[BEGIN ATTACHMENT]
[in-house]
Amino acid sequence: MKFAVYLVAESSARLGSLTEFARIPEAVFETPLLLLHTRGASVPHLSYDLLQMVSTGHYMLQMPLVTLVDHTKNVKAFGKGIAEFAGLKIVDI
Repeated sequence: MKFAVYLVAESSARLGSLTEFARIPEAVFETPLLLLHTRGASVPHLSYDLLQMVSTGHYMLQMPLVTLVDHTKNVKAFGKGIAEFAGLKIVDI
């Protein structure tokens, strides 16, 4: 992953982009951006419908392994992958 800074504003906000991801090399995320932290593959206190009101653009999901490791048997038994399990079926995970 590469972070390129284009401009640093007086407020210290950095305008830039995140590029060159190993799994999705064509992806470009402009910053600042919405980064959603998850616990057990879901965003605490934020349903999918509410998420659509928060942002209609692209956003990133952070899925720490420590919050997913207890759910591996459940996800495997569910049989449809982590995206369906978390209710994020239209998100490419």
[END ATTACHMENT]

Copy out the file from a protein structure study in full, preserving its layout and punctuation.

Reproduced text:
[in-house]
Amino acid sequence: MKFAVYLVAESSARLGSLTEFARIPEAVFETPLLLLHTRGASVPHLSYDLLQMVSTGHYMLQMPLVTLVDHTKNVKAFGKGIAEFAGLKIVDI
Repeated sequence: MKFAVYLVAESSARLGSLTEFARIPEAVFETPLLLLHTRGASVPHLSYDLLQMVSTGHYMLQMPLVTLVDHTKNVKAFGKGIAEFAGLKIVDI
């Protein structure tokens, strides 16, 4: 992953982009951006419908392994992958 800074504003906000991801090399995320932290593959206190009101653009999901490791048997038994399990079926995970 590469972070390129284009401009640093007086407020210290950095305008830039995140590029060159190993799994999705064509992806470009402009910053600042919405980064959603998850616990057990879901965003605490934020349903999918509410998420659509928060942002209609692209956003990133952070899925720490420590919050997913207890759910591996459940996800495997569910049989449809982590995206369906978390209710994020239209998100490419």